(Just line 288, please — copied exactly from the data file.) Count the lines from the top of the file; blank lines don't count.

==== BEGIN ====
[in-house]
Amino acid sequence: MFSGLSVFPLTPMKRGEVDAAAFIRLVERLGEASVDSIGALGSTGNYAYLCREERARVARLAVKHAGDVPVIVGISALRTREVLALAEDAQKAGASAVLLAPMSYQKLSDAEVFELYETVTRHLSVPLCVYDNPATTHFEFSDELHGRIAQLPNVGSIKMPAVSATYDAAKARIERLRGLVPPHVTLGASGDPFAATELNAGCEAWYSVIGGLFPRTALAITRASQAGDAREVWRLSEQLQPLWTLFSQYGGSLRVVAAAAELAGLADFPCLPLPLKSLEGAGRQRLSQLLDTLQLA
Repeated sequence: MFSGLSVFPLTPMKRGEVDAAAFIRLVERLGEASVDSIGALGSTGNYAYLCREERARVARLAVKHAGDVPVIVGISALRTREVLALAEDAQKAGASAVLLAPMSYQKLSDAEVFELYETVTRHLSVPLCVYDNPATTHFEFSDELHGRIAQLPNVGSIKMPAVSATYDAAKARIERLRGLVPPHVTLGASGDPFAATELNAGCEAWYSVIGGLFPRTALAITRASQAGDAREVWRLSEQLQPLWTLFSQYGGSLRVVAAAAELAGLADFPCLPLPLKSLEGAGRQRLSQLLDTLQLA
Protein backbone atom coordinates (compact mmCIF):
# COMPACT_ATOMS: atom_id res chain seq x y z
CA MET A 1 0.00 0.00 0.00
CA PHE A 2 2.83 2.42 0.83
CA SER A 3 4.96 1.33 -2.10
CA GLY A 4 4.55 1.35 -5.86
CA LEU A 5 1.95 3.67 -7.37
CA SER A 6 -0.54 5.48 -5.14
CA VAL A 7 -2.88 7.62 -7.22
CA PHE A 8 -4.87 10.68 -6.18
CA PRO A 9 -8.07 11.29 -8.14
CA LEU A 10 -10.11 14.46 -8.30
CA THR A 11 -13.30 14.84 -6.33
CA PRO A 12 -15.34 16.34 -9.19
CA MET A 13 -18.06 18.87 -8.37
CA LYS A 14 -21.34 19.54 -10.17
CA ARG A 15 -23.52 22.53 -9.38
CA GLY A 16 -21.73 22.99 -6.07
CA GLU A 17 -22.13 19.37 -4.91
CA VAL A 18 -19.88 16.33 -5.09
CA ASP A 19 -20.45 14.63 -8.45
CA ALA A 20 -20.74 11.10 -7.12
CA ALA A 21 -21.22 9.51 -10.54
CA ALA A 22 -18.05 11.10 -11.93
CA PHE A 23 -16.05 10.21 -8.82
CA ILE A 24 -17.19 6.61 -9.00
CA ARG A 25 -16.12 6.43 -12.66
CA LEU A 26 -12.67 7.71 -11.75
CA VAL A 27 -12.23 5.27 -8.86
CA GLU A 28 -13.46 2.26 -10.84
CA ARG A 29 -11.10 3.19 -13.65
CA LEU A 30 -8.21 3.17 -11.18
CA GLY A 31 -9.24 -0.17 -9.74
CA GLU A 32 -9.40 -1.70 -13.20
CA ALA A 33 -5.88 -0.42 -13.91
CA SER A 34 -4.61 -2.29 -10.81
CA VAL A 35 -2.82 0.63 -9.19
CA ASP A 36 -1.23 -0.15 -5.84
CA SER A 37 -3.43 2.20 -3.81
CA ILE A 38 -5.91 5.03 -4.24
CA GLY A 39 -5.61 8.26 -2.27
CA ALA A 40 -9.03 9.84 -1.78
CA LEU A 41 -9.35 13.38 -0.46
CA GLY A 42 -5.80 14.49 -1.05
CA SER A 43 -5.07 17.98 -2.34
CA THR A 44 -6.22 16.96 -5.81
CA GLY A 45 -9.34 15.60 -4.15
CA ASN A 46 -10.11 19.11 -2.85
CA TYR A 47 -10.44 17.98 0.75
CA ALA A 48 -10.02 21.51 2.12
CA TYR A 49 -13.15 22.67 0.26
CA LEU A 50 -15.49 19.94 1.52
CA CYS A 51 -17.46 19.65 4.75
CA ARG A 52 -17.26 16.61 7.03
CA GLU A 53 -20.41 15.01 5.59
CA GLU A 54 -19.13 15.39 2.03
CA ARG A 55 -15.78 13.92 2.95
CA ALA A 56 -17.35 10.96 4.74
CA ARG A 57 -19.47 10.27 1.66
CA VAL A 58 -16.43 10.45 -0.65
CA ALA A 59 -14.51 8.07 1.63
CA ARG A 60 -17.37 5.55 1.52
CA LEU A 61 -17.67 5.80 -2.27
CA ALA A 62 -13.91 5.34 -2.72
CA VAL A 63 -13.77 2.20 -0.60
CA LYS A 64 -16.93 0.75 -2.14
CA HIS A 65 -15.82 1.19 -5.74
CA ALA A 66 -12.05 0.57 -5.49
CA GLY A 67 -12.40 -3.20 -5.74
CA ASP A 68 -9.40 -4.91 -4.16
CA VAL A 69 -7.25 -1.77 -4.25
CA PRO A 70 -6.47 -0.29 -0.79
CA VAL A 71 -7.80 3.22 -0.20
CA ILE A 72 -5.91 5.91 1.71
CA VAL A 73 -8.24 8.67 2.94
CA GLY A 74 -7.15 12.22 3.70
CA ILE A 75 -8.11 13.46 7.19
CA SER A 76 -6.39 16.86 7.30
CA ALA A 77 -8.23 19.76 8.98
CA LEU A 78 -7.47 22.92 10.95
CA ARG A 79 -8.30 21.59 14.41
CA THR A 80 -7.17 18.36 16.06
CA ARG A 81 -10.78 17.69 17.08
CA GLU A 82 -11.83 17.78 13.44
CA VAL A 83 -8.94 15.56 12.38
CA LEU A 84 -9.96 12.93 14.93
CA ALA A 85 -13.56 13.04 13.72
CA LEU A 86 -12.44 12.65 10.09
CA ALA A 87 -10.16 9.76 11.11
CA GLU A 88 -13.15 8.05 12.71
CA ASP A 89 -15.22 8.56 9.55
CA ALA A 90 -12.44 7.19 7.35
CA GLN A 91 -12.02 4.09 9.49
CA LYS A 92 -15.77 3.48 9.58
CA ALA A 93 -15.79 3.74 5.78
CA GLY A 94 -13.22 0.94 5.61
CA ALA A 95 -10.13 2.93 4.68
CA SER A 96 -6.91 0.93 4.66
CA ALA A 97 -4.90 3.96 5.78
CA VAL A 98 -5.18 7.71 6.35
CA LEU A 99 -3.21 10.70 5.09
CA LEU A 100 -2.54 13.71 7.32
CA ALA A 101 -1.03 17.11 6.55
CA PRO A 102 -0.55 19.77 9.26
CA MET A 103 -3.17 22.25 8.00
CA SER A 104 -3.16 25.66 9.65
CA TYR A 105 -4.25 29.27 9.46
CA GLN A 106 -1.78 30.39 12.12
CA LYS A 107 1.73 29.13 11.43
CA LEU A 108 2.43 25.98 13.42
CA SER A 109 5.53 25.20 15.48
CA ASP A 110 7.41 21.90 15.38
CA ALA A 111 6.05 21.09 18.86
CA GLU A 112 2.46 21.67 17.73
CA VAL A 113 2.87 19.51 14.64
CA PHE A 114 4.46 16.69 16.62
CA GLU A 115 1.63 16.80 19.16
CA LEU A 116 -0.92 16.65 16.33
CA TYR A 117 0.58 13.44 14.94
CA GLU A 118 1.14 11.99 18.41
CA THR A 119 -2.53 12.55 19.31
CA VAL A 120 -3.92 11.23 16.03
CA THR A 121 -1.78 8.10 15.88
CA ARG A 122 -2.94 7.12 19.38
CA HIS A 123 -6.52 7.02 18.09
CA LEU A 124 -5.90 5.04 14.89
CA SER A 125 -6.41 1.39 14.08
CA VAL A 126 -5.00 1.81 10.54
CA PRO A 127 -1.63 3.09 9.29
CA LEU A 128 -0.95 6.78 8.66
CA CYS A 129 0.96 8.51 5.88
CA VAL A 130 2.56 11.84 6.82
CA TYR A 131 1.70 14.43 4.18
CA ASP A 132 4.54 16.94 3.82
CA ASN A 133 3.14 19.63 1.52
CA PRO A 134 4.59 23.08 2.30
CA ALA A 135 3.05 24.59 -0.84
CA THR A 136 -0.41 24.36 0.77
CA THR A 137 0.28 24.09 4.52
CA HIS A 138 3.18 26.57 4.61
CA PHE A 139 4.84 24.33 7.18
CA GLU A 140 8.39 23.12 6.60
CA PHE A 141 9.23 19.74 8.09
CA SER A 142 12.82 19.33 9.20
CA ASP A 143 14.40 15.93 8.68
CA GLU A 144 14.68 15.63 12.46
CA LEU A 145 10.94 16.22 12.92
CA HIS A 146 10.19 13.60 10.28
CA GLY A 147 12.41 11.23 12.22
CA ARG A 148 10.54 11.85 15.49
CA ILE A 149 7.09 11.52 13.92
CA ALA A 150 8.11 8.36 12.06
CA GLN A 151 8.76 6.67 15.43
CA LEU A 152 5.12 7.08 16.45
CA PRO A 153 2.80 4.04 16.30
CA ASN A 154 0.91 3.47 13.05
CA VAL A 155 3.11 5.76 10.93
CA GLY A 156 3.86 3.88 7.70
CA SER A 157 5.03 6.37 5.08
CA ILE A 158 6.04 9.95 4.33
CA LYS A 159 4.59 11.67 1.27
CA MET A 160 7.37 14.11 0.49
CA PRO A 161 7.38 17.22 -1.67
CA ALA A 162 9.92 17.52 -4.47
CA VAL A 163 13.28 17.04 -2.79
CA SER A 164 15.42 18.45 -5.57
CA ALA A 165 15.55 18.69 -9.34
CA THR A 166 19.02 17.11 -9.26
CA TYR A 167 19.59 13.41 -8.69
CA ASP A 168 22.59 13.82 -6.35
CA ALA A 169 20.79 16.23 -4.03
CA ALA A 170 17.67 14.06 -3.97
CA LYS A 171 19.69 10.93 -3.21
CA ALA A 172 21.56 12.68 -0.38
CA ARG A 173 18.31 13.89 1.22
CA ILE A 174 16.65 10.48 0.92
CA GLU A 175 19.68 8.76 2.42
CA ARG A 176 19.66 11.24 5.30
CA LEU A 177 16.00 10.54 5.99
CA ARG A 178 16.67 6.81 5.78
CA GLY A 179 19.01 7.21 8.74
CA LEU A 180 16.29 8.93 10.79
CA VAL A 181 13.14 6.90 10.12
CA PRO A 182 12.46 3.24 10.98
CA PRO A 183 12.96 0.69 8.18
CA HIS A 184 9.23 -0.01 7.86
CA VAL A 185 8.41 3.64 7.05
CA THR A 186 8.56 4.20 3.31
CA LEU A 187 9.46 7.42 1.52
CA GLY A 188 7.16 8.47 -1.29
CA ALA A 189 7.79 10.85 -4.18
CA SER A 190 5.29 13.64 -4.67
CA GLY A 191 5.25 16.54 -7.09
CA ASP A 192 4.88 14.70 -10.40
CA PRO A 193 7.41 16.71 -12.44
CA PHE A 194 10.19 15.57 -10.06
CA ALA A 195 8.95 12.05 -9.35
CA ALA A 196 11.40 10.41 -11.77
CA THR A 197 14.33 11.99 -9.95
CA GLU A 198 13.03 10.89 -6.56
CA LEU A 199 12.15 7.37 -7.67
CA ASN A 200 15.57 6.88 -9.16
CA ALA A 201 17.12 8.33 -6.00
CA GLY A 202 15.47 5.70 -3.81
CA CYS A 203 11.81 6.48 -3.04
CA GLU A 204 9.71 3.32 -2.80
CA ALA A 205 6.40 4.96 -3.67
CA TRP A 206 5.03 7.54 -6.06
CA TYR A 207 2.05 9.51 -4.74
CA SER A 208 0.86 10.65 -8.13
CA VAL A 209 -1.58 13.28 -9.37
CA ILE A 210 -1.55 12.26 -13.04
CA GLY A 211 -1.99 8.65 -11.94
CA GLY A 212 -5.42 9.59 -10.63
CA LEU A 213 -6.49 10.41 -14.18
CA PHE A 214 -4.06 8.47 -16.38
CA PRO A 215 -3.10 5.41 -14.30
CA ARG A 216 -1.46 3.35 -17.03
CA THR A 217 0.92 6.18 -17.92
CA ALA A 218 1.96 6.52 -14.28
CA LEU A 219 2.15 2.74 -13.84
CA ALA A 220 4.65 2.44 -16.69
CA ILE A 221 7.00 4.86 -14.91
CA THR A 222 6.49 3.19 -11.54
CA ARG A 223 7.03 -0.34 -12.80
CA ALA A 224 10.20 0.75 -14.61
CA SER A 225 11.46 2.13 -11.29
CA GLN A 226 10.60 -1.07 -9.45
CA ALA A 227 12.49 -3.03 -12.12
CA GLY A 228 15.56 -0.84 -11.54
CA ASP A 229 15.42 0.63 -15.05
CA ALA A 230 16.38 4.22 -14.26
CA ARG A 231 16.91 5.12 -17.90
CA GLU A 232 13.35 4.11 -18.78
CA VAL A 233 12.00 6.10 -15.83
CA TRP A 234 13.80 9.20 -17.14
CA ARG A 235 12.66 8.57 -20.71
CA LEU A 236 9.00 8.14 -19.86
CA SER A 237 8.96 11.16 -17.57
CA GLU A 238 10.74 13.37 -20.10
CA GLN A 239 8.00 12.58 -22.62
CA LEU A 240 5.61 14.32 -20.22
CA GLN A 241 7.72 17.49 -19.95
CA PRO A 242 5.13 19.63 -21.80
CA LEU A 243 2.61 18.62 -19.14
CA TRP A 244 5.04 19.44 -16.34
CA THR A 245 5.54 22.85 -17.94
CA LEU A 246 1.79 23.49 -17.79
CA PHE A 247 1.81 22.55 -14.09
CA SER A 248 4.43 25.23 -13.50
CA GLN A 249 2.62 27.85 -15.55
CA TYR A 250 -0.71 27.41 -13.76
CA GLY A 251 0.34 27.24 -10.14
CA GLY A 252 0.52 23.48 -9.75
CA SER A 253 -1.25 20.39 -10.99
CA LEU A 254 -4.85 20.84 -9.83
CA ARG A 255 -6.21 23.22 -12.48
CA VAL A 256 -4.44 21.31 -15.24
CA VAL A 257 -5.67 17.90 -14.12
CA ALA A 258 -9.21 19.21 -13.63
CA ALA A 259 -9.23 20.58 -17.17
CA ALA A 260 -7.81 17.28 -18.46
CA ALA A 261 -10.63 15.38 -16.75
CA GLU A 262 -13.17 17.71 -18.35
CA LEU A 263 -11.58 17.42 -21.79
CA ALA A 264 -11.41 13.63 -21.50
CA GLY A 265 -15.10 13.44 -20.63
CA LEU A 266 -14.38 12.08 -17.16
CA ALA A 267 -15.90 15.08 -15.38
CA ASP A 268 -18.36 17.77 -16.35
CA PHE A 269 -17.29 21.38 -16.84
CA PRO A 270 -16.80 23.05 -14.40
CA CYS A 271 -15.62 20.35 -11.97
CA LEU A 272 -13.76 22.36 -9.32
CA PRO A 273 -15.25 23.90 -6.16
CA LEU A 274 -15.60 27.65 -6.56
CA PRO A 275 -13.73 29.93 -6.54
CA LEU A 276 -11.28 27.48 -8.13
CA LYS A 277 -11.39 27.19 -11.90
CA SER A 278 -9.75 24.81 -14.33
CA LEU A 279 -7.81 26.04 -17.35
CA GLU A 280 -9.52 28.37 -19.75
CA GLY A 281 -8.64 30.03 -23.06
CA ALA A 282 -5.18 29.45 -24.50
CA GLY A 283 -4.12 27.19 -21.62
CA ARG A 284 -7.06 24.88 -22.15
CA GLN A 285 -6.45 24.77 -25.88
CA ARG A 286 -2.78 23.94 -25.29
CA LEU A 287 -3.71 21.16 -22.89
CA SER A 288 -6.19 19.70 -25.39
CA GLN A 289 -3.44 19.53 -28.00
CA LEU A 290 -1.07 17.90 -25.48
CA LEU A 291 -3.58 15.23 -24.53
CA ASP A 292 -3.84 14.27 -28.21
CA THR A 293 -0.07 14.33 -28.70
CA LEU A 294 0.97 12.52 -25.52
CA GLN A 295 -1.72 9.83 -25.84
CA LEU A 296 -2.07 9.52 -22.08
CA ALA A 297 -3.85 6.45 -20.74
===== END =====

CA GLY A 283 -4.12 27.19 -21.62